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Wednesday, 21 September 2011

Concert Craziness

Seconds before the camcorder pitches sideways and crashes, unattended to the ground, the video footage shows Mr. Bendy Legs from the Mashombe Blue Jeans band leaping outwards from the two and a half meter high stage. One of the traditionally dressed contestantsHis flailing body grows ever closer to the camcorder before “ka-pow!”, man and machine meet in the most unexpected of ways.

Muchamba is one of the entertainment bands keeping the 5,000-ish people happy while the contestants in the Annual Chikuni Tonga Concert competition take a breather. There are almost one hundred bands from all over “Tonga land” (encompassing large tracts of the Southern Province in Zambia) to compete across twelve different categories. There are solo artists singing unaccompanied songs, there are people singing to all manor of unusual musical instruments and bands featuring homemade drums, guitars and bass. A few have dancers up front entertaining the crowd and others are adorned in magnificent traditional African dress. Some sing with furious passion, others sing soulful sonnets while others attempt to rock the crowd.

One of the very passionate contestantsChikuni is a quiet place, more or less. Despite my usual departing tag line, it’s certainly not in the middle of nowhere and is instead very well known throughout Zambia and beyond. Having said that, it’s not exactly a metropolis either and it is most definitely, thankfully, in the bush. So when 10,000-ish people all arrive together over the course of two days, the place can feel a little other worldly. I was relatively isolated from the whole thing because I spent both days on stage filming the contestants and entertainers for the forthcoming Hollywood blockbuster “Chikuni Tonga Concert 2011”, coming direct to DVD soon. The time I did get to spend rushing around, I enjoyed the contrast to the usual quiet life here. And rushing around through crowds of people surprised by my appearance and (laughable) ability to greet them in Chitonga will provide one more memory of my time here.

As well as the contest and the entertainers there was also another notable performance from Mukanzubo Kalinda, the excellent Tonga cultural centre based here in Chikuni. There were about 40 girls in all, performing lots of different traditional types of dance in all manner of striking outfits and accessories including axes. They were backed by the singing and drumming of the regular Mukanzubo troupe. When all of the dances had been performed the girls and the band disappeared off stage but there was a final treat for the audience. When the next set of performers came on stage the crowd went wild. I was sandwiched in the VIP area between the crowd and the stage; trying to run the camcorder, keep annoying cadets from walking in front of the camera and taking a plethora of still photographs. The ladies doing their thing with styleSuddenly it seemed to be all men at the front of the crowd and the whistling and cheering became more and more immense. The reason for all this was that the last group was the regular Mukanzubo dancers, but they were kitted out in evening dresses, very flattering and seductive evening dresses! They only performed one number which was probably a good thing or there may have been rioting but the girls seemed to love the reaction and were all smiles for their boisterous adoring fans as they performed and then promptly exited stage left to recover from the exertion.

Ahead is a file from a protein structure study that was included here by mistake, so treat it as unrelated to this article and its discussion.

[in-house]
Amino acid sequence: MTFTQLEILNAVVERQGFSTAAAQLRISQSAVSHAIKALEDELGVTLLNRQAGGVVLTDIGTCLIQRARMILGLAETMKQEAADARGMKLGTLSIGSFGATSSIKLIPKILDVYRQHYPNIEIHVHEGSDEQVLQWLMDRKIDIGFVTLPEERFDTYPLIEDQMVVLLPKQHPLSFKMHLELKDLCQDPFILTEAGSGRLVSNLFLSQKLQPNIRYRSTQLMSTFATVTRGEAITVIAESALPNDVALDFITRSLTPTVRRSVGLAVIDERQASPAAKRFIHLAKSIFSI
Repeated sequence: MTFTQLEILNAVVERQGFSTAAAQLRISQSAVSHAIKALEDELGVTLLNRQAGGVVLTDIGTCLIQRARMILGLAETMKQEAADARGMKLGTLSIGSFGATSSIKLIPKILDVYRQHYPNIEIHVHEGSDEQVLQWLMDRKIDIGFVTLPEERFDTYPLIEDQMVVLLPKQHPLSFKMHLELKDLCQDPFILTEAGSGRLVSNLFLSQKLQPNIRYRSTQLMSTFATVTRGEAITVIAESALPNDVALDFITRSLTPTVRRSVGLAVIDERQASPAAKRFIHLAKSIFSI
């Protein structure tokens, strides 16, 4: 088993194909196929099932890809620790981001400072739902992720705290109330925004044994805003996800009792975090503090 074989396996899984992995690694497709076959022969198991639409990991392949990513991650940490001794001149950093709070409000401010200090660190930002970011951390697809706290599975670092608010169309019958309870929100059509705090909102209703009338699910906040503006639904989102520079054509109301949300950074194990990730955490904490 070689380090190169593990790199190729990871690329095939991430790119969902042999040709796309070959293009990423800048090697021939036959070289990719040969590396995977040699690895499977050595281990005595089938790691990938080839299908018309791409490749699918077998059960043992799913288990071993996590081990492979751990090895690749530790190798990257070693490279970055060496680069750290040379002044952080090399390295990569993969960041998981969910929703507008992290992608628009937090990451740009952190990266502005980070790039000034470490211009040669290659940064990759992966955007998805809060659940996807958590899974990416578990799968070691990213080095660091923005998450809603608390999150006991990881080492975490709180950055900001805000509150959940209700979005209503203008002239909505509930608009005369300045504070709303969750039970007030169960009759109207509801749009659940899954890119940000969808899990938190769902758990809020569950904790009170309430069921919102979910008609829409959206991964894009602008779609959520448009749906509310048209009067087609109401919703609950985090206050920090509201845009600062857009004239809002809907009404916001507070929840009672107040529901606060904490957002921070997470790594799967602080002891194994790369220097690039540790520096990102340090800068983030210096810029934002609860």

So all in all, a very busy but fun weekend, rich with yet more memories. The memories of many of the competitors will remain with me for quite some time along side the Mukanzubo performance as well as boys in trees, huge crowds, climbing towers and utter exhaustion.

Your reporter in the middle of nowhere


  1. Not much like the Water Rats, then?

  2. Err, definitely not; my ears weren't bleeding, there was no alcohol and there were no cute indie girls to fail to chat up...